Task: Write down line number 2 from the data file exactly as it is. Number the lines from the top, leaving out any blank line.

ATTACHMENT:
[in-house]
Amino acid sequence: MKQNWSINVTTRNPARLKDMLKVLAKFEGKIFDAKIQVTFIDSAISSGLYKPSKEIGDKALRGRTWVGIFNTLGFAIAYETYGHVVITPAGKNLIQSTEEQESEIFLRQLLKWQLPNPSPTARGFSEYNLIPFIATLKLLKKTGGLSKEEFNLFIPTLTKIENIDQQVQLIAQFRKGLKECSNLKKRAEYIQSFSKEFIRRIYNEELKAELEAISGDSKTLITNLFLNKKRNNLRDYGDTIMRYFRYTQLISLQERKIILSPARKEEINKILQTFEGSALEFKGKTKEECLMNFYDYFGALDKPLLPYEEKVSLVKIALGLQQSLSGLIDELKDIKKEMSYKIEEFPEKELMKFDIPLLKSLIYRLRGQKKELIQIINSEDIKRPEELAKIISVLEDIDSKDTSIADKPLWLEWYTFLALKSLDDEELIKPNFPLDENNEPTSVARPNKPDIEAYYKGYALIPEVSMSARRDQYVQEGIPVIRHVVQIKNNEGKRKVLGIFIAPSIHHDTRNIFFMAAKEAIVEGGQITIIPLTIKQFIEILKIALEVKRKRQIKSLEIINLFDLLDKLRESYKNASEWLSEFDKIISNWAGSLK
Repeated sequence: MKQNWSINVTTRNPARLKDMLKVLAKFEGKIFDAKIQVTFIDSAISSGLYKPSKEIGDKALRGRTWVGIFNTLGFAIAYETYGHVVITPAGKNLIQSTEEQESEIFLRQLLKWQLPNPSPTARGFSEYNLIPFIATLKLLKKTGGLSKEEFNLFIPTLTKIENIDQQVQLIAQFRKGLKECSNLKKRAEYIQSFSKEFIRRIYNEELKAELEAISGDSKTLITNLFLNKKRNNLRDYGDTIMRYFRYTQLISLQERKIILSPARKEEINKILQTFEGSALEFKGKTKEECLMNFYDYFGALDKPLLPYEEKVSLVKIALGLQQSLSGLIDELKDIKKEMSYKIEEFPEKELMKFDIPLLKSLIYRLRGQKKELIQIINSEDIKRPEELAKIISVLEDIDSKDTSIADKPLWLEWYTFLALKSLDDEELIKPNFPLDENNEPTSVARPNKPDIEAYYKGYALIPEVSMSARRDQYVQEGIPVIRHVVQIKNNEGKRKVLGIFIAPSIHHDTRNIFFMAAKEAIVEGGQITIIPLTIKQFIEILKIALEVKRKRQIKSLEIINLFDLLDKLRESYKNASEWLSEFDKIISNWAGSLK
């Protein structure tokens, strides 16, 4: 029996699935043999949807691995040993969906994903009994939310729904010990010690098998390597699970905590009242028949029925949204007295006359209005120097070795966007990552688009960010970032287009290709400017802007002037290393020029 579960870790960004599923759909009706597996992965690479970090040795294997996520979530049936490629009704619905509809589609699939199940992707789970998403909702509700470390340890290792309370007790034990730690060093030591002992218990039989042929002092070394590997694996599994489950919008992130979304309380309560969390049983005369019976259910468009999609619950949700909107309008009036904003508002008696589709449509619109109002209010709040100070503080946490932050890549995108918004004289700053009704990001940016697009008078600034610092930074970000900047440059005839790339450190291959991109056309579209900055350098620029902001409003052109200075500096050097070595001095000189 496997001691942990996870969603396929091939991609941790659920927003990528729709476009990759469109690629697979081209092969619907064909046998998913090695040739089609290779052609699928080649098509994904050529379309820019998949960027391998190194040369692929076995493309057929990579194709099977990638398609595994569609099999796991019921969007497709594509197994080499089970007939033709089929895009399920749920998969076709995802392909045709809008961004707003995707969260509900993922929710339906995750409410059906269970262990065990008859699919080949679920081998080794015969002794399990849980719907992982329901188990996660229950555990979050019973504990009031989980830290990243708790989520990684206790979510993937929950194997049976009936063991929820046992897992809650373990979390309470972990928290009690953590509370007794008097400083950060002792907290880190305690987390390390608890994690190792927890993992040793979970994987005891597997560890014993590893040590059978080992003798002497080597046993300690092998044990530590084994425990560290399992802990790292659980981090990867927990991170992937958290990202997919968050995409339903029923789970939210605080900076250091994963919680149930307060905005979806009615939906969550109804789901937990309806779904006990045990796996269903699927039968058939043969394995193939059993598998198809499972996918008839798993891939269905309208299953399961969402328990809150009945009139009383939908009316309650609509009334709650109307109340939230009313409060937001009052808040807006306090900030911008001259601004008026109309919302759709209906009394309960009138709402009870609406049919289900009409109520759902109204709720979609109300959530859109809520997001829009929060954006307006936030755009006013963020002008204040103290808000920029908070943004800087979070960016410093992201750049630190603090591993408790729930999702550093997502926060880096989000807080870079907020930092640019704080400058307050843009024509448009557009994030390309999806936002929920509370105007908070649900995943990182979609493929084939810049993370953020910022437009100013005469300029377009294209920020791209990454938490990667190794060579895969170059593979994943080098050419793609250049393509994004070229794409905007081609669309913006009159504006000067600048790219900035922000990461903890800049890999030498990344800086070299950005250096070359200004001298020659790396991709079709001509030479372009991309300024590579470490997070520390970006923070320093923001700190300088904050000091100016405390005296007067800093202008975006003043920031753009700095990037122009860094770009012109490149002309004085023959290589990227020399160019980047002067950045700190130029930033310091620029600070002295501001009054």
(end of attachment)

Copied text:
Amino acid sequence: MKQNWSINVTTRNPARLKDMLKVLAKFEGKIFDAKIQVTFIDSAISSGLYKPSKEIGDKALRGRTWVGIFNTLGFAIAYETYGHVVITPAGKNLIQSTEEQESEIFLRQLLKWQLPNPSPTARGFSEYNLIPFIATLKLLKKTGGLSKEEFNLFIPTLTKIENIDQQVQLIAQFRKGLKECSNLKKRAEYIQSFSKEFIRRIYNEELKAELEAISGDSKTLITNLFLNKKRNNLRDYGDTIMRYFRYTQLISLQERKIILSPARKEEINKILQTFEGSALEFKGKTKEECLMNFYDYFGALDKPLLPYEEKVSLVKIALGLQQSLSGLIDELKDIKKEMSYKIEEFPEKELMKFDIPLLKSLIYRLRGQKKELIQIINSEDIKRPEELAKIISVLEDIDSKDTSIADKPLWLEWYTFLALKSLDDEELIKPNFPLDENNEPTSVARPNKPDIEAYYKGYALIPEVSMSARRDQYVQEGIPVIRHVVQIKNNEGKRKVLGIFIAPSIHHDTRNIFFMAAKEAIVEGGQITIIPLTIKQFIEILKIALEVKRKRQIKSLEIINLFDLLDKLRESYKNASEWLSEFDKIISNWAGSLK